It is debatable in some arenas whether radon gas has always been around, pooling like an unseen ghoul ready to damage health, or if it has seen a significant increase in recent years. Arguments exist on both sides of the aisle, and certainly radon gas has always been an issue in particular industries where exposure comes with the job, such as mining. Mine operations have had to monitor radon levels for many years and mostly been quiet about it, as other more immediate, deadly gas problems like carbon monoxide and sulfurous fumes have taken immediate attention away from those that creep up on people.
In areas of the country where fracking has become commonplace, researchers and scientists have found increased levels of radon consistently, especially in fields drawing from certain forms of shale. Shale is known to contain natural gas, and with the natural gas comes suspended radon. Using natural gas for fuel increases the released radioactive particle content into the ambient air from the radon inside homes and businesses where used.
It is known that radon counts increase in the outdoors exponentially in the summertime, and increase on the inside of homes in the winter. Part of this is due to the use of HVAC systems and the negative or positive pressure flow in a home through the venting system. Homes tend, especially in places like Colorado, to be pretty tightly sealed up during the winter. This allows denser radon gas to collect in places like wall spaces and subfloor air dams. Due to this natural fluctuation due to temperature and airflow, some critics argue there really is no need to be concerned with radon gas exposure, as it will “balance out”. Explain that to the 21,000 people a year who die of lung cancer directly attributable to radon gas exposure over long periods of time.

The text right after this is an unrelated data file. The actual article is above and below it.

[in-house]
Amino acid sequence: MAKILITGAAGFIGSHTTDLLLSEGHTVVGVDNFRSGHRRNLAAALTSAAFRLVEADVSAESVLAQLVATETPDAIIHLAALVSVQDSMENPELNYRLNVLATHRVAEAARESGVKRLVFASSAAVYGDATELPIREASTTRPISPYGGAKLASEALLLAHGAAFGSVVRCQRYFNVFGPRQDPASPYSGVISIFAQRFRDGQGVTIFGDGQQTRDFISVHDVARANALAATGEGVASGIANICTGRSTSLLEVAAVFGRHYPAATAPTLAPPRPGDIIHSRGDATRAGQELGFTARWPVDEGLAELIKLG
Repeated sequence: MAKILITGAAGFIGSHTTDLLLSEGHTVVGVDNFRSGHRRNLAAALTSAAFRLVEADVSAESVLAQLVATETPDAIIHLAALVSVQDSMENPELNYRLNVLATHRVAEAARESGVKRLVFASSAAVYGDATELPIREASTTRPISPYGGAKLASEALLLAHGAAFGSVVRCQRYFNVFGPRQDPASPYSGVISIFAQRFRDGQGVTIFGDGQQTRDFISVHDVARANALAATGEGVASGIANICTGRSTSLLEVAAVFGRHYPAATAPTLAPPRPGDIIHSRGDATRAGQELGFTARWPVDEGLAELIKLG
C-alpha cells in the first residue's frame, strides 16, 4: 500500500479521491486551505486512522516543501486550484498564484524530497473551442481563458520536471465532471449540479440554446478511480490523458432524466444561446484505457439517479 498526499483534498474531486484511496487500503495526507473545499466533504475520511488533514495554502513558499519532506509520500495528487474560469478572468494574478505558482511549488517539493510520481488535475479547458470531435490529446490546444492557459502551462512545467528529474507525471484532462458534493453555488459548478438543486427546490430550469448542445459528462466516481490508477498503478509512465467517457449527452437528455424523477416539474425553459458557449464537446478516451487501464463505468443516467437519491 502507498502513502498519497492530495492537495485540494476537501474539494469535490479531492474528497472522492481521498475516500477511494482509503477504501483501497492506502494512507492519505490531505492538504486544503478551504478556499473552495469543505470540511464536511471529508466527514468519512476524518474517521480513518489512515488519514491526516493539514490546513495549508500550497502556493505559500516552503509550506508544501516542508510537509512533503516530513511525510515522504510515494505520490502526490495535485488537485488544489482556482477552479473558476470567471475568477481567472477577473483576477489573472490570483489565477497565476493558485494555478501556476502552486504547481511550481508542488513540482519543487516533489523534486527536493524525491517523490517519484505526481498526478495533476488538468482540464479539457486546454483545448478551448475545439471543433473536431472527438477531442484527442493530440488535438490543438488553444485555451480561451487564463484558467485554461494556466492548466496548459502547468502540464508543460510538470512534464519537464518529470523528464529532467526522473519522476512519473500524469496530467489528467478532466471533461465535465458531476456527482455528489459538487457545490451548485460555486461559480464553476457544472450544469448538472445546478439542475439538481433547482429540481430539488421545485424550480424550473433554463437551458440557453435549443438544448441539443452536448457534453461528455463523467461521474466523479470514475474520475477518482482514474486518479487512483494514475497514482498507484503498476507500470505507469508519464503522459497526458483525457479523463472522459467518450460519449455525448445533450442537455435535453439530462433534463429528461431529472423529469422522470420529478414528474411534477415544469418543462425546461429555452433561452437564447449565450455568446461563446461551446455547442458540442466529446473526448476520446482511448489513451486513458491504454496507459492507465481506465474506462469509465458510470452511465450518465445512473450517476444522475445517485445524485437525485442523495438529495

One thing for certain is that development can and does release or create more avenues of porosity and channels for radon to more easily move up through the earth and into whatever is above. Disturbed dirt and rock, dug out foundations, driven posts, and pillars, well shafts, all create flues for radon to easily work its way to the surface, or directly into the structure into which the pipe or support post passes. If that pipe happens to pass through any space the radon can leech into and settle, it is opportunistic and will do so, staying there pretty much until it dissipates over a long period of time while breaking down, or until stirred by some action into the local air column.
Our current methods of extracting crude oil from the ground obvious are having a negative effect on the control line for radon. It is imperative that people in places of high concentration of radium, uranium, some forms of shale and granite, and even limestone pay attention and monitor radon in their homes and businesses. If an unacceptable level appears, they need to contact a professional radon mitigation company to test and set up a system for dealing with the perpetrator before someone in the house becomes permanently sick. Colorado Springs has several certified radon contractors, but the one with the best reputation is Certified Radon Mitigation Pros. You can find them online.